Millions of older Americans are taking prescription drugs in combinations that are extremely dangerous. Something as seemingly innocuous as taking a blood pressure medication with a statin…or taking a heart drug with an over-the-counter heartburn drug—even a nutritional supplement—could do irreversible harm.

What’s even more disturbing: The number of people taking these combos has nearly doubled in less than a decade, finds a new study. It’s now one in six—more than five million people.

Read on to learn the most dangerous drug combinations—and how to protect yourself or a loved one.


Between 2005 and 2006, University of Illinois researchers went into the homes, literally, of more than 2,000 adults between ages 62 and 85 (average age 71). They looked through their medicine cabinets to see what prescription medications, over-the-counter medications and dietary supplements they were taking. Five years later, they repeated the home drug inventory with a similarly representative group. The study was published in 2016.

Here’s what they found: We’re taking more drugs—and more supplements. The number of people taking more than five prescription medications—a threshold that makes adverse drug-drug reactions much more likely—went up from 31% to 36%. Use of supplements—especially omega-3 fish oil, vitamin D and coenzyme Q10—went up, too. Fish oil supplements alone went from 4.7% to 18.6%. These drugs and supplements may each play an important role in a patient’s treatment plan, but they open the door to adverse interactions.

To explore that, the researchers zeroed in on 15 specific combinations of prescription drugs with other drugs (both prescription and OTC) as well as with supplements. They were looking at combos that could cause serious, possibly life-threatening, adverse effects such as kidney failure, uncontrolled bleeding and heart attacks.

In 2005, the percentage taking such dangerous combinations was 8.4%. By 2011, it was 15.1%, a near doubling. The percentage taking two or more of these extremely dangerous combos nearly tripled—from 1.6% to 4.2%.


  • Most common dangerous drug-drug combo: Amlodipine (a calcium channel blocker for blood pressure) and simvastatin (a statin for cholesterol). When taken together, the result can be kidney failure, myopathy (severe muscle weakness) or rhabdomyolysis (a dangerous breakdown of muscle tissue). Over the course of the study, the percentage with this scary combo went up from 1% to 4%. Simvastatin or other statin medications taken with either niacin (to lower cholesterol) or warfarin (to prevent blood clots) also increases the same risks. While it’s possible to take both drugs together safely, it requires careful management of doses by a doctor, while keeping a close watch on possible side effects.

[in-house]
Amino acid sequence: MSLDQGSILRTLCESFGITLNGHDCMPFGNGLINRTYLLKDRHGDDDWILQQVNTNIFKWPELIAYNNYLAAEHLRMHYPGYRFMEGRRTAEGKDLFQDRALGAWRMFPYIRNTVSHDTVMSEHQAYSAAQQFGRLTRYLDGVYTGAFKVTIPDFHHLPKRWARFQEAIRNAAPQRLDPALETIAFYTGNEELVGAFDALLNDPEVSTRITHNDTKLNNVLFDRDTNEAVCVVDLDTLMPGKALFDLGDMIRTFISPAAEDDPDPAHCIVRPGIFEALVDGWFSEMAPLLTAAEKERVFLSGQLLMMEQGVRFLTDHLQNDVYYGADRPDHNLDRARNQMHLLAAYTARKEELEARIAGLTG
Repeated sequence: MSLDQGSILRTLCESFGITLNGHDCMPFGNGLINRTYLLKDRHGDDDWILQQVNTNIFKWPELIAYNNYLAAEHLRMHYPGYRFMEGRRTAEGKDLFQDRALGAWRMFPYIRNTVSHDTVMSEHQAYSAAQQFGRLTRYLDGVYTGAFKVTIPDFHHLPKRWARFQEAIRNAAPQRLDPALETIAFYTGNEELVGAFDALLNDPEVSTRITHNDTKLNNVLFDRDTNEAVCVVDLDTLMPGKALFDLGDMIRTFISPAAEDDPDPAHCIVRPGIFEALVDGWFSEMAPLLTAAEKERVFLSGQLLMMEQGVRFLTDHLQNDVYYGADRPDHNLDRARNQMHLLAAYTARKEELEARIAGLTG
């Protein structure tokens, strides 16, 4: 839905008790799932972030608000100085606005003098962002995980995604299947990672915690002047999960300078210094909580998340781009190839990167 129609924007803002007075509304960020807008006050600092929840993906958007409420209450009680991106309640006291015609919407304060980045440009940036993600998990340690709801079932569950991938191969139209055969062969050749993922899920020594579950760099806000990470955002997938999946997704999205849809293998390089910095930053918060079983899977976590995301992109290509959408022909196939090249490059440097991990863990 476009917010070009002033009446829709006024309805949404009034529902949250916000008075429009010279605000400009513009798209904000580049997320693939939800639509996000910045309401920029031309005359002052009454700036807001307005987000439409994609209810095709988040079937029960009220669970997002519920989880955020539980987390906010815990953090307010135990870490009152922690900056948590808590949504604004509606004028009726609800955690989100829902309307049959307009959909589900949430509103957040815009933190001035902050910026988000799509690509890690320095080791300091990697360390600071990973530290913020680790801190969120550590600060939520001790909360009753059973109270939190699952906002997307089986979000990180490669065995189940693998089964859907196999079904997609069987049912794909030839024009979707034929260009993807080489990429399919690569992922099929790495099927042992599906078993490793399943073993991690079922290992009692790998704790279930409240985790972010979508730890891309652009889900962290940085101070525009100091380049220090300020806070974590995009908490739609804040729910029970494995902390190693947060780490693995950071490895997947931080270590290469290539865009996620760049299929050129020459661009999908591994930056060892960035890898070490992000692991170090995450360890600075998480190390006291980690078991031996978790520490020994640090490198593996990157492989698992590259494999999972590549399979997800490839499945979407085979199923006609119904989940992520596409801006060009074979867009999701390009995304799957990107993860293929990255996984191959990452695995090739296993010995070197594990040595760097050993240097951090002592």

• Another common dangerous combo: Many people were taking blood-thinning medications, such as clopidogrel (Plavix) or warfarin (Coumadin), and also taking other supplements or OTC drugs that can greatly increase the risk for uncontrolled bleeding or clotting. Major culprits: Omeprazole (Prilosec), a proton pump inhibitor for GERD…or aspirin…or naproxen (Aleve), an NSAID, for pain…or omega-3 fish oil…or garlic. Each of these can also “thin” the blood so the combination with Plavix can be dangerous.
  • Most common drugs and supplements involved in dangerous combos: Statins, blood thinners, NSAID painkillers and omega-3 fish oils. One contributor to the problem, according to the researchers—new guidelines that have led to more statins being prescribed to prevent heart attacks. More doctors are also prescribing fish oil supplements to patients, but many people also take these on their own—without realizing their interaction with other drugs they may be taking.
  • Frightening example: Plavix taken with Prilosec or an NSAID (aspirin, Advil, Aleve) is associated with increased risk for a heart attack or stroke—and death from cardiovascular causes. Despite this risk, nearly one million older adults now are regularly using Plavix in interacting combinations. In the five years of the study, Plavix use increased by 58% and aspirin use by 33%.

Don’t be a victim: Let your health-care provider know every drug—prescription or OTC—and every supplement that you’re taking. One key ally is your pharmacist, who is trained at spotting potential drug-drug or drug-supplement interactions.

Ask questions about every prescription you’re taking—is it really necessary? For example, there is a growing controversy over whether statins should be a first-line defense against heart attacks, and there is strong evidence that regular use of proton pump inhibitors (PPIs) is really bad for your heart. (For nonprescription alternatives to both statins and PPIs, see Bottom Line’s article, “When The Best Medicine Is Not a Drug.”) Be forthright about your supplements, too—fish oil supplements are natural blood thinners so combining them with prescription blood thinners is a really bad idea. Don’t let one of these drug interactions happen to you!